Parents tasked with policing kids’ gaming

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Parents tasked with policing kids’ gaming

The government is handing over control of the “Cinderella Policy” to parents.

Previously, the government had banned those under the age of 16 from playing games on the Internet from midnight to 6 a.m. With the revised policy, the government will restrict access to online gaming Web sites in accordance with game playing schedules that parents determine for their children in advance.

The Ministry of Culture, Sports and Tourism announced on Tuesday the revised policy that enables parents to control their children’s game-playing hours. The ministry said about 100 out of 600 online games, excluding adult games and games provided by small and medium corporations, will be affected by the revised policy from July 1.

Many popular games such as Aion, provided by NC Soft, World of Warcraft and StarCraft II, provided by Blizzard Entertainment, will be affected by the revised policy.

Since November, the government had cut the access to Internet games for teenagers under 16 to prevent game addiction; but, it caused controversy as many teenagers created gaming accounts under their parents’ names. People said the policy also infringed upon teenagers’ freedom of how they spent their free time.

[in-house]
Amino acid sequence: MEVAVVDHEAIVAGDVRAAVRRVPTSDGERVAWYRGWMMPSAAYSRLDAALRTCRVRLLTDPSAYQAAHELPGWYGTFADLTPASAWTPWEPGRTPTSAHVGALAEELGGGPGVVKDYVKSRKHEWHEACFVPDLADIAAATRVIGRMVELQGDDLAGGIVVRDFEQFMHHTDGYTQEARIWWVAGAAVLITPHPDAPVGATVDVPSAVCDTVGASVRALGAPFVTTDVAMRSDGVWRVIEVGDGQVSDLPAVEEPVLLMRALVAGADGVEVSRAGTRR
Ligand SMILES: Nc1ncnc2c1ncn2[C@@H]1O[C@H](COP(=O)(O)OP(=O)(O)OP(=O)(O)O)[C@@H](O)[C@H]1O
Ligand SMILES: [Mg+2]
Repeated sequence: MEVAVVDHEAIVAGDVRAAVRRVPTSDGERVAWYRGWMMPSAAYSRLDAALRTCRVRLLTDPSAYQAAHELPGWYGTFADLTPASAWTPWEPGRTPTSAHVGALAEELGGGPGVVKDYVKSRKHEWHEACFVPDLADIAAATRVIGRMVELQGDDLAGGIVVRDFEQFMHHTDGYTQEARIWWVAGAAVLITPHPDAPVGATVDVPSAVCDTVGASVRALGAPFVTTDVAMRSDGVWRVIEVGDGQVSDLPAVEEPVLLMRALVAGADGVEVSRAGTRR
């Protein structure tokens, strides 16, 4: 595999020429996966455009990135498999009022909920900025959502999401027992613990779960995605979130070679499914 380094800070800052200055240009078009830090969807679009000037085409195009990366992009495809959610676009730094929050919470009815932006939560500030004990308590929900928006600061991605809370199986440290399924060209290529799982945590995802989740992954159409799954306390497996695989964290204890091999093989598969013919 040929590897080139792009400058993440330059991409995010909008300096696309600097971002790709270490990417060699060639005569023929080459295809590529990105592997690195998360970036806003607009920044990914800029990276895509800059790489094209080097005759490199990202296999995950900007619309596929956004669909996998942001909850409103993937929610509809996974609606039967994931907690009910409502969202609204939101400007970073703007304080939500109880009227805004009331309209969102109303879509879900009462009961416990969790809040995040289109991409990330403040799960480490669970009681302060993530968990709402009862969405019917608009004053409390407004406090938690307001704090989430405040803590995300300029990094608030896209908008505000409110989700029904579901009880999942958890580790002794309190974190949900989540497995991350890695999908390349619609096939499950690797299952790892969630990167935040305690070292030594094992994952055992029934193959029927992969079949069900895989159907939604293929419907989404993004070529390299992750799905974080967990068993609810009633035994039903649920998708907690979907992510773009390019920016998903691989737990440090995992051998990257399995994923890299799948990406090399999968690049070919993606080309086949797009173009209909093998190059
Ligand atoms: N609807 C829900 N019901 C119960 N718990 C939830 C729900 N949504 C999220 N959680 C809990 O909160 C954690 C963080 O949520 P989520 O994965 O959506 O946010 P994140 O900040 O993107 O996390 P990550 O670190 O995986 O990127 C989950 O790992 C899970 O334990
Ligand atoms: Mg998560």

According to the revised policy, parents will be able to decide game-playing hours for their children.

For instance, if parents want their kids to be able to play games from 5 to 6 p.m. every day, they can register the desired schedule on the Web site (www.gamecheck.org), which the Game Culture Foundation, a government agency under the Culture Ministry, has provided. Once the desired schedule is submitted, the government will restrict the access to the 100 game Web sites.

The ministry also said that parents can check what games their children are members of on the Internet. If any accounts are found to be created under their parents’ names, they can request the membership be revoked on the government Web site.

When a child wants to create a new account, no matter what the game is rated, all game service providers will be forced to send text messages and e-mails with numeric authorization codes to parents. The account registration process won’t be completed until the parents send the numeric codes back to game service providers.

All game information, including whether the game is role playing or action, its rating and billing information, will be sent to parents’ e-mails every month.

The ministry said that teachers, social workers or aunts and uncles who are designated as legal guardians for the child can make requests.

“We expect that the revised policy will prevent teenagers from game addiction more effectively,” Park Soon-tae, the director of the Culture Contents Industry division from the Culture Ministry, told the JoongAng Ilbo.”

“This is much better than the Cinderella Policy, where the government forcibly disconnected the access [to the Internet],” psychology professor Kwon Jeong-hye, from Korea University, told the JoongAng Ilbo.

“But the government should provide more programs that help teenagers manage themselves.”

By Song Ji-hye [sakwon80@joongang.co.kr ]

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